• assess GHG and climate change impacts
  • look at alternatives that reduce GHGs
  • undertake a cost-benefit analysis where warranted
  • encourage the use of mitigation for GHGs as well as monitoring for implementation and effectiveness, regardless of the significance of the impacts

Essentially, the Revised Draft Guidance appears to push federal agencies to use NEPA to take a more activist stance in reducing GHG emissions, a theme reflected in CEQ's response to comments on the prior draft, with the frequent reminder that

... [b]y statutes, Executive Orders, and agency policies, the Federal Government is committed to the goals of energy conservation, reducing energy use, eliminating or reducing GHG emissions, and promoting the deployment of renewable energy technologies that are clean and more efficient.

Thus, while courts have held that NEPA is a procedural statute, requiring only a “hard look” at environmental impacts (NRDC v. Morton, 458 F.2d 827, 838 (D.C.Cir., 1972)), this CEQ proposed guidance goes well beyond this doctrine by instructing agencies to use the NEPA process to force the substantive reduction of GHG emissions.

Summary of the Key Elements and Recommendations in the Revised Draft Guidance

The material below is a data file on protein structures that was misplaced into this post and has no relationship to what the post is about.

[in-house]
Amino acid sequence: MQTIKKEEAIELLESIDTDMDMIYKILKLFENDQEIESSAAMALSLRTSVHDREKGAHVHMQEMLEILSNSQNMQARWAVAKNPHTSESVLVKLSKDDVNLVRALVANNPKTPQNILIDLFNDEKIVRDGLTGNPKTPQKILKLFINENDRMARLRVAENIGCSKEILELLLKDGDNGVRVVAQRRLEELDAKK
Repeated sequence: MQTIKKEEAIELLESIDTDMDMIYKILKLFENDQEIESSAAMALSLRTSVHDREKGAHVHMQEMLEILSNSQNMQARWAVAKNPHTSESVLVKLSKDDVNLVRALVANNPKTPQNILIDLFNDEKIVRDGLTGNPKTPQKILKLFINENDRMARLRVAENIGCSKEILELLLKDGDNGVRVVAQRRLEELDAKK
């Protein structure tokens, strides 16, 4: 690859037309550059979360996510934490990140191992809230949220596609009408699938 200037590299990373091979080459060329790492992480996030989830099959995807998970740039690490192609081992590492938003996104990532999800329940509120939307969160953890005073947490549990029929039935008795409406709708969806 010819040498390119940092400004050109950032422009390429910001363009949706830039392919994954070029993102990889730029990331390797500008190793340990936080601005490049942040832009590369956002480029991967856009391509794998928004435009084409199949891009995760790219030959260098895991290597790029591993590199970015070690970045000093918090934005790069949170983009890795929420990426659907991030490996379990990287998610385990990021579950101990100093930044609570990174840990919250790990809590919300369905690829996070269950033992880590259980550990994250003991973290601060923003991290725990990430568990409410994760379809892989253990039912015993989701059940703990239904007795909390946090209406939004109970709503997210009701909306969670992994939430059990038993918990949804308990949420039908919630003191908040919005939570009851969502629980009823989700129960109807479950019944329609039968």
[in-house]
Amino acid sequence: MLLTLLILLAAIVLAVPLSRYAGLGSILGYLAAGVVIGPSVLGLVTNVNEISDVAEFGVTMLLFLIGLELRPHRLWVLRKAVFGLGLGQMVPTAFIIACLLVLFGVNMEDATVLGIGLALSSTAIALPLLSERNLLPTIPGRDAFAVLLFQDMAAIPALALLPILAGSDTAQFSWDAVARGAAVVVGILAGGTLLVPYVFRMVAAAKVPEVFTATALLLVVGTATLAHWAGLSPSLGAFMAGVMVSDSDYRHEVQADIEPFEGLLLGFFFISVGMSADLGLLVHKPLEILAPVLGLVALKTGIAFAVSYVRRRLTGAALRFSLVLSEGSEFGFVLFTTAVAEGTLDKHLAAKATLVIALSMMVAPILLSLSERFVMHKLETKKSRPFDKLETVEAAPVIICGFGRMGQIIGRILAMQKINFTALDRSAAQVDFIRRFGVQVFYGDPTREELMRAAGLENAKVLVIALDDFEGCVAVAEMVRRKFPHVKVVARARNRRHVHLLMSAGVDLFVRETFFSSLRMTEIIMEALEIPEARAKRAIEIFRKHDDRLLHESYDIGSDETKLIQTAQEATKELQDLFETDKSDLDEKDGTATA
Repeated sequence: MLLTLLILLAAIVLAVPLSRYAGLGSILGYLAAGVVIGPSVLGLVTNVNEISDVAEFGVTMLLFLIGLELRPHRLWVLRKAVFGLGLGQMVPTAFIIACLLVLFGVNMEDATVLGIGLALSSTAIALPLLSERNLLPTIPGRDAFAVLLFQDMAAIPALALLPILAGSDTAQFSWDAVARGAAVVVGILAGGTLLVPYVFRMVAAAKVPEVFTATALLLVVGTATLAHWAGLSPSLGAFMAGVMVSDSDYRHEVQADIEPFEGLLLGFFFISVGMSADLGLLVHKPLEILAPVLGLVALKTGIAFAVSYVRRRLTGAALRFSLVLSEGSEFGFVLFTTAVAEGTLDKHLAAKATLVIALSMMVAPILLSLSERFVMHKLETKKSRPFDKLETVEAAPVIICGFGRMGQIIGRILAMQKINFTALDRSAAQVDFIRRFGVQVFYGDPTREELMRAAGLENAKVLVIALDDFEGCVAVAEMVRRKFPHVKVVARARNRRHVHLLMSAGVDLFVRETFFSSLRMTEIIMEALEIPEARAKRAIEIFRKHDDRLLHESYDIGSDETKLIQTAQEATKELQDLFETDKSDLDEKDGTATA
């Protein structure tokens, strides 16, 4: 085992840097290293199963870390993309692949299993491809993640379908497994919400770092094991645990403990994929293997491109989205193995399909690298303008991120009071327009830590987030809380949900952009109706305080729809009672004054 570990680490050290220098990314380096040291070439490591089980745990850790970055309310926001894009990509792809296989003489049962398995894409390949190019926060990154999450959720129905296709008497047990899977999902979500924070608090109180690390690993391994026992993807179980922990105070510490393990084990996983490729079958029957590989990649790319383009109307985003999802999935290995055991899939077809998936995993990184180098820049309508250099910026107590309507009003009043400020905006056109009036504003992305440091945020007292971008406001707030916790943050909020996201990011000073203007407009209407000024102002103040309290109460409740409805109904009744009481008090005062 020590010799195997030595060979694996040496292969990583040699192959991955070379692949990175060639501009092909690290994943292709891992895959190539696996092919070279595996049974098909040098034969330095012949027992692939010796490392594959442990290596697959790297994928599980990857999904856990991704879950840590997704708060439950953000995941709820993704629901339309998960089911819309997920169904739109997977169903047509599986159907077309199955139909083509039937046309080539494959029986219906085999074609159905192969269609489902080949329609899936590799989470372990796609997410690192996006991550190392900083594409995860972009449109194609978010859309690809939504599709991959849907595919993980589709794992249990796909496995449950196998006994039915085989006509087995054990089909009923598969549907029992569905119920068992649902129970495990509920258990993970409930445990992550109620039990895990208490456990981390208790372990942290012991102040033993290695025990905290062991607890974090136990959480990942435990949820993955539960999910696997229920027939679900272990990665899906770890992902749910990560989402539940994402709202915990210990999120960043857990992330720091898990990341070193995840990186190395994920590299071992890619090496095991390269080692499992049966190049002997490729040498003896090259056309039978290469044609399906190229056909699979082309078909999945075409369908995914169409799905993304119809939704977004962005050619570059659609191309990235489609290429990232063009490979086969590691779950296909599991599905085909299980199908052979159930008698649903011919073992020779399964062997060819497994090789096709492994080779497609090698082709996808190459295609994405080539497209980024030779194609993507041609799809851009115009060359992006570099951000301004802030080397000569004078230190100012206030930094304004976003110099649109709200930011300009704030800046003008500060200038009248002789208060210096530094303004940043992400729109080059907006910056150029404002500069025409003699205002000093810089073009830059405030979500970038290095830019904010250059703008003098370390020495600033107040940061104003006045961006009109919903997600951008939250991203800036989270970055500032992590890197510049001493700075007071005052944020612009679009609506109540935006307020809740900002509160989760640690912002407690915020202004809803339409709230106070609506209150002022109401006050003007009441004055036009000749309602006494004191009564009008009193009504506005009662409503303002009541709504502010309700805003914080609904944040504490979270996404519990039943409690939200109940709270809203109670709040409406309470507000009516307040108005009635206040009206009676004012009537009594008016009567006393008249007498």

Use Two Types of GHG Assessment

The Revised Draft Guidance instructs agencies to assess both (1) the impact of the proposed project on climate change, and (2) the impact of climate change on the proposed project. Due to the challenge of attributing specific climate impacts to a single project, CEQ recommends that predicted GHG emissions (or carbon sequestration capacity) be used as a proxy to disclose project impacts on climate change. Conversely, to assess the impact of climate change on the proposed project, CEQ explains that agencies should look at “the ways the changing climate may alter the overall environmental implications of a project.” For example, where a proposed project would withdraw water from a stream, future projections of rainfall and snow pack on water levels in the stream should also be considered, or where a proposed project would include coastal infrastructure, future sea level rise projections should be considered.